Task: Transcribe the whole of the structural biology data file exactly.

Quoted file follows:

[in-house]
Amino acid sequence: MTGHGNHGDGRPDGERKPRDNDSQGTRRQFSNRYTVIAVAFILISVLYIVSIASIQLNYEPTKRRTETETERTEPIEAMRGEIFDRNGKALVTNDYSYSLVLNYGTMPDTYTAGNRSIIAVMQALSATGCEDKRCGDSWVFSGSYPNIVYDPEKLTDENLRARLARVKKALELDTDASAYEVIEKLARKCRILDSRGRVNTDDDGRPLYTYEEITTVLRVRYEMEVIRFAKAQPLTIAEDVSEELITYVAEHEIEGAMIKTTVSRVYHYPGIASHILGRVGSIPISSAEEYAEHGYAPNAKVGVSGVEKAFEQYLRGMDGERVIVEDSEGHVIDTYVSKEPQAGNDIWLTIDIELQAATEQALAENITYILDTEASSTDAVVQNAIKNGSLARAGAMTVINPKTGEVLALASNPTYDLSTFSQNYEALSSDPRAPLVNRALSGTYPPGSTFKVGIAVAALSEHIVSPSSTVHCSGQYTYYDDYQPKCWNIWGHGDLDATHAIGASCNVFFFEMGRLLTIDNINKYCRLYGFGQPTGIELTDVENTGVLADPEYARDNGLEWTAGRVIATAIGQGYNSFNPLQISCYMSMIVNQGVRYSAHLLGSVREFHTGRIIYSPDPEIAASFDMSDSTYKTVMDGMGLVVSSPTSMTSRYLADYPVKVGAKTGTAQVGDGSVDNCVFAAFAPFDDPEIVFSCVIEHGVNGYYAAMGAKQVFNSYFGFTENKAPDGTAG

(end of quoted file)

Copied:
[in-house]
Amino acid sequence: MTGHGNHGDGRPDGERKPRDNDSQGTRRQFSNRYTVIAVAFILISVLYIVSIASIQLNYEPTKRRTETETERTEPIEAMRGEIFDRNGKALVTNDYSYSLVLNYGTMPDTYTAGNRSIIAVMQALSATGCEDKRCGDSWVFSGSYPNIVYDPEKLTDENLRARLARVKKALELDTDASAYEVIEKLARKCRILDSRGRVNTDDDGRPLYTYEEITTVLRVRYEMEVIRFAKAQPLTIAEDVSEELITYVAEHEIEGAMIKTTVSRVYHYPGIASHILGRVGSIPISSAEEYAEHGYAPNAKVGVSGVEKAFEQYLRGMDGERVIVEDSEGHVIDTYVSKEPQAGNDIWLTIDIELQAATEQALAENITYILDTEASSTDAVVQNAIKNGSLARAGAMTVINPKTGEVLALASNPTYDLSTFSQNYEALSSDPRAPLVNRALSGTYPPGSTFKVGIAVAALSEHIVSPSSTVHCSGQYTYYDDYQPKCWNIWGHGDLDATHAIGASCNVFFFEMGRLLTIDNINKYCRLYGFGQPTGIELTDVENTGVLADPEYARDNGLEWTAGRVIATAIGQGYNSFNPLQISCYMSMIVNQGVRYSAHLLGSVREFHTGRIIYSPDPEIAASFDMSDSTYKTVMDGMGLVVSSPTSMTSRYLADYPVKVGAKTGTAQVGDGSVDNCVFAAFAPFDDPEIVFSCVIEHGVNGYYAAMGAKQVFNSYFGFTENKAPDGTAG